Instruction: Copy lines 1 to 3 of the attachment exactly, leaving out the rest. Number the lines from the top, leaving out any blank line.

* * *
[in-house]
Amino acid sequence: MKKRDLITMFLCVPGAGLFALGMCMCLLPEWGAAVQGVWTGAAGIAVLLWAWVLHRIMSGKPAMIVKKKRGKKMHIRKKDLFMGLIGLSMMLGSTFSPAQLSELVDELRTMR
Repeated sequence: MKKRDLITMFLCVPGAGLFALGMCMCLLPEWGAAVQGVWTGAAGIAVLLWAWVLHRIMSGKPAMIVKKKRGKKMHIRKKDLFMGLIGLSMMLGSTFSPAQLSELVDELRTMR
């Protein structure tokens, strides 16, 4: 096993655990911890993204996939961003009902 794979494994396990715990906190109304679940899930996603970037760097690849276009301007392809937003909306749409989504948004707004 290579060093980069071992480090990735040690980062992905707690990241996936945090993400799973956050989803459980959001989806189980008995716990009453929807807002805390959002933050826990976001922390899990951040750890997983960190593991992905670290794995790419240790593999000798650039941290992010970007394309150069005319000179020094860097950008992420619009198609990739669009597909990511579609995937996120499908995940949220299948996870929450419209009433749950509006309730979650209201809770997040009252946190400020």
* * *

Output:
[in-house]
Amino acid sequence: MKKRDLITMFLCVPGAGLFALGMCMCLLPEWGAAVQGVWTGAAGIAVLLWAWVLHRIMSGKPAMIVKKKRGKKMHIRKKDLFMGLIGLSMMLGSTFSPAQLSELVDELRTMR
Repeated sequence: MKKRDLITMFLCVPGAGLFALGMCMCLLPEWGAAVQGVWTGAAGIAVLLWAWVLHRIMSGKPAMIVKKKRGKKMHIRKKDLFMGLIGLSMMLGSTFSPAQLSELVDELRTMR